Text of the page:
Perhaps this trade deadline will be a snooze, but until it comes and goes Cousins will be the center of the rumors (pun intended). It’s just as easy to see him playing out the year in Sacramento as it is to imagine him getting sent to an entirely different part of the country. However, if he keeps this up, there’s just no way the Kings can justify moving him. That won’t stop fans from hoping though, will it?
Ty Lawson Sees Turnaround For Himself And His Team
The Denver Nuggets have been one of the best home teams in the league this year, but unfortunately they just really haven’t played a lot of games in Denver over the course of the first third of the season. In January, Nuggets point guard Ty Lawson explains, the schedule kind of evens out as the team plays 12 out of 15 games at home, and that’s an opportunity for Denver to firmly entrench themselves into the thick of the Western Conference playoff picture.
Lawson admits that he’ll need to be a big part of that, and he also talks about his early season struggles, the aftermath of his big contract extension, and the addition of a new aspect of his game in the following exclusive interview with HOOPSWORLD TV:
Shannon Brown Finds His Home in Phoenix
After a productive stint as a reserve on a couple of championship L.A. Lakers teams a few years ago and really breaking out as a scorer in 2010-2011, a lot of people thought that Phoenix Suns guard Shannon Brown was on the cusp of a major contract in free agency and well on his way towards possibly becoming a bright young star in this league.
Only the Phoenix Suns eventually offered Brown a deal in the summer of 2011, however, and even that was only a one-year contract. Despite his best year as a pro in 2011-2012, Brown hit free agency again for the second summer in a row, and the best he could get out of the Suns that time around was a two-year deal in which only one the first season was fully guaranteed.
In short, it’s possible that Brown could hit free agency for a third straight summer this July. That, he says, has been a very frustrating part of his job.
“It’s tough when you’re trying to find a job and you end up signing a one-year deal. It’s not an easy thing to do,” Brown said. “You’ve just got to hope everything falls in place.”
So far this year, things have started to stabilize for Brown, meaning if he keeps this up it seems pretty likely that the Suns would keep him around for the second non-guaranteed year of his deal. Playing three full years for the same team would be a first for Brown in his NBA career, and it’s not something he takes for granted.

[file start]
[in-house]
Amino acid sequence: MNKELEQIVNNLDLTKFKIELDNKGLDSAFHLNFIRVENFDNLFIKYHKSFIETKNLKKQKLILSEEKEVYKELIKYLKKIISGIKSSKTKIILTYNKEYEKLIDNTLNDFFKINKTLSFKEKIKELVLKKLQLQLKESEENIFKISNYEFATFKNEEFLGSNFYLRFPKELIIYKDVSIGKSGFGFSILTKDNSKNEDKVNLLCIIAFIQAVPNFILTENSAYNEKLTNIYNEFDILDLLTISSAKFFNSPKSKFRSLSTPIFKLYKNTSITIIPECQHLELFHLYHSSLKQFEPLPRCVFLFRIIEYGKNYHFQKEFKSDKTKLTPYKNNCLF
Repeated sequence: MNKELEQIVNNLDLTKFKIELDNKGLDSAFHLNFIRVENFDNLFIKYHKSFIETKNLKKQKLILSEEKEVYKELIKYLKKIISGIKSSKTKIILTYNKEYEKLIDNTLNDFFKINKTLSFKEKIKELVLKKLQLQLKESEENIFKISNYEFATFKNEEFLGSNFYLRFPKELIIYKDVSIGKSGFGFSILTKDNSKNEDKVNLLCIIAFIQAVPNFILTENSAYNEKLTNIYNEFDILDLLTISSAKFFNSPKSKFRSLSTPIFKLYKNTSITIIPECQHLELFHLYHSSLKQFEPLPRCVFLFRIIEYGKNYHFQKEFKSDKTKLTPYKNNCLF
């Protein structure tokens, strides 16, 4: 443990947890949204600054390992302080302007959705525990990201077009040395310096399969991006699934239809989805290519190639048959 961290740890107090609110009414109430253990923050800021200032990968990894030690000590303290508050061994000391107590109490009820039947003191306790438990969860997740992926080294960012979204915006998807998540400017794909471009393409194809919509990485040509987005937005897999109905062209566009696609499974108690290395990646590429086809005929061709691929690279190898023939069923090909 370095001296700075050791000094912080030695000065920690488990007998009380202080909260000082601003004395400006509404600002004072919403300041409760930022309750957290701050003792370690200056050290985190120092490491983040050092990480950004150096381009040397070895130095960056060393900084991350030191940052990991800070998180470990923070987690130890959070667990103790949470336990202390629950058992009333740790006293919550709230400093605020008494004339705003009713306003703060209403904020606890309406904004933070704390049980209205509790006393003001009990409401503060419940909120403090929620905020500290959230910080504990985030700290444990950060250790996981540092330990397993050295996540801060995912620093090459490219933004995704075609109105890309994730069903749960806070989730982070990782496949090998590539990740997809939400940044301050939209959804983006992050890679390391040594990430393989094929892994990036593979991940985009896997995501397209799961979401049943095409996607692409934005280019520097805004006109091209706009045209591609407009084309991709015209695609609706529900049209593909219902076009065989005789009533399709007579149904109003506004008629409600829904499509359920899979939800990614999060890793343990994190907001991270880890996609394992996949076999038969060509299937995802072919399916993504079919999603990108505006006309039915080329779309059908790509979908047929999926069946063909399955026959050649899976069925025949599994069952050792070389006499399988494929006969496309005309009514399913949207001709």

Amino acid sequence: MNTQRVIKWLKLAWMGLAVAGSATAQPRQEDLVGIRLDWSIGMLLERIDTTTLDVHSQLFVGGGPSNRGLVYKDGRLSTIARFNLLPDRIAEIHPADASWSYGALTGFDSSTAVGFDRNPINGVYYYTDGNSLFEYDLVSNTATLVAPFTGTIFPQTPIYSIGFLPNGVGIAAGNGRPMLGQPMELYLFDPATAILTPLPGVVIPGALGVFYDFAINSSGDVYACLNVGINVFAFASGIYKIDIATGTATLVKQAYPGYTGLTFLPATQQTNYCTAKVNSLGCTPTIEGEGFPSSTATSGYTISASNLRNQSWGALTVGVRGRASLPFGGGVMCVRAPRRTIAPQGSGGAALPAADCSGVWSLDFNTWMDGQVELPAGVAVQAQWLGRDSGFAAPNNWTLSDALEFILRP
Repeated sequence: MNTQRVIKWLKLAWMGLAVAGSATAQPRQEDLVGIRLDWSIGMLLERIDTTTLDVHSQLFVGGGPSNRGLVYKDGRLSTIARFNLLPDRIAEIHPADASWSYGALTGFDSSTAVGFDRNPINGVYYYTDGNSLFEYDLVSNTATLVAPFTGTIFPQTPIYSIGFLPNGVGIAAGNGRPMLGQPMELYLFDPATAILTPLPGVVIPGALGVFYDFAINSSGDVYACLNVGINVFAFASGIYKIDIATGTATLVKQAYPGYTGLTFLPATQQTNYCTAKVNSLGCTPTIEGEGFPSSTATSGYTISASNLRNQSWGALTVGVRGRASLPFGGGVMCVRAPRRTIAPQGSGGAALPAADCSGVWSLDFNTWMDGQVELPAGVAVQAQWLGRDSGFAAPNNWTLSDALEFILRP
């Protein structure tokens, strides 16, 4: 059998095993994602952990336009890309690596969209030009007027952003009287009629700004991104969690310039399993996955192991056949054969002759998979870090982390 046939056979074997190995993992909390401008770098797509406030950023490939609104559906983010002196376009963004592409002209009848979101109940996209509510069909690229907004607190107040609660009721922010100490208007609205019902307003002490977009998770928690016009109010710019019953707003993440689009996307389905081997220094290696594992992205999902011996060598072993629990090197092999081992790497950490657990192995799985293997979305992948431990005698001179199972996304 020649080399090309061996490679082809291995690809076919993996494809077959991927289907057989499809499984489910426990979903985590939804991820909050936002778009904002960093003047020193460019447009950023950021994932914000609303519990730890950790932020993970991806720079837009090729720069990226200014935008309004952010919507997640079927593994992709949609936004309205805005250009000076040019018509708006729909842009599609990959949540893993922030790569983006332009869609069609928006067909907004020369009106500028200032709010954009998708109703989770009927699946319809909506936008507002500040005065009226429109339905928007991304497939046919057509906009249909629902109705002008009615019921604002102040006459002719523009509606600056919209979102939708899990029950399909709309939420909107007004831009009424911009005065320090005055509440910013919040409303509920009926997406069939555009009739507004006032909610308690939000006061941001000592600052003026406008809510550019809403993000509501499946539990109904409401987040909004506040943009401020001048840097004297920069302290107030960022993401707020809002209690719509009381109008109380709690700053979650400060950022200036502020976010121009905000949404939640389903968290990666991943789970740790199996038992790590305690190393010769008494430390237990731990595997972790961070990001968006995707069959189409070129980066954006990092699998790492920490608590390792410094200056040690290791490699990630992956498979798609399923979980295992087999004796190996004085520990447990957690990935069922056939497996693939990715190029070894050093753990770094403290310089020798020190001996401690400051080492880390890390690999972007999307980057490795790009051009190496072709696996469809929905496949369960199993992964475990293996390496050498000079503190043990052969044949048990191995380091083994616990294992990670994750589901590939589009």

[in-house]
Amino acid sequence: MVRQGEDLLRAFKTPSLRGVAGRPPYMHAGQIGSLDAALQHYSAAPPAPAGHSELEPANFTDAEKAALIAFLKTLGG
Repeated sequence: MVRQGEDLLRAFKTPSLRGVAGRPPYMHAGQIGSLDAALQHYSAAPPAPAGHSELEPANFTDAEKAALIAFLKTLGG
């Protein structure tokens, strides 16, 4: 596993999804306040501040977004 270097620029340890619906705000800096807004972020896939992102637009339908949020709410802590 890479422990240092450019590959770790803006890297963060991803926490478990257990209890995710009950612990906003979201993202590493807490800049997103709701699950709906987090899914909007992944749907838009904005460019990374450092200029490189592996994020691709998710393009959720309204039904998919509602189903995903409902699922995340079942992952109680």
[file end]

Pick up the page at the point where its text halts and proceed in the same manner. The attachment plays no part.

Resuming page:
“It feels good to have some stabilization in my basketball career and the way that I earn a living and feed my family on a yearly and daily basis. It’s just great to know that I have people that want me, and I have the opportunity to go out and showcase my basketball talents to the world night in and night out,” he said.
“I just knew that I had to take advantage of every opportunity that is given to me, and that’s pretty much what it’s come down to,” he added. “I understand that some people don’t want to see me successful and don’t want to see me do well, so I’ve got to be smart and do what I got to do to keep myself in a position where I can continue to help this team win.”
Winning, of course, has been challenging for Phoenix this year, and while that has been a struggle for a guy with two rings, he’s staying positive as he helps the Suns rebuild.
“People think it’s real easy to make into the NBA and start and do this,” Brown said. “There are a lot of obstacles that you have to overcome, but you can’t let it stop you. I think I’m one of the prime examples of if this hadn’t happened, I’d be off somewhere doing God knows what.”
But he is playing basketball, and doing a pretty good job at it.
“It took me six-seven years to finally find a spot,” he said. “But it’s never easy to deal with losing. We’ve got a lot of new players this year, and we switched up our system, trying to find out what we are as a team. We’re not going to give up; we’re going to fight to the end, and we’re going to figure this thing out.”
That statement could actually apply to Brown’s career. He continues to get better every year he plays, and that should hopefully result in a comfortable long-term contract the next time he hits the market. The guy deserves some stability, and after seven years in this league, it’s time some team rewarded him with that.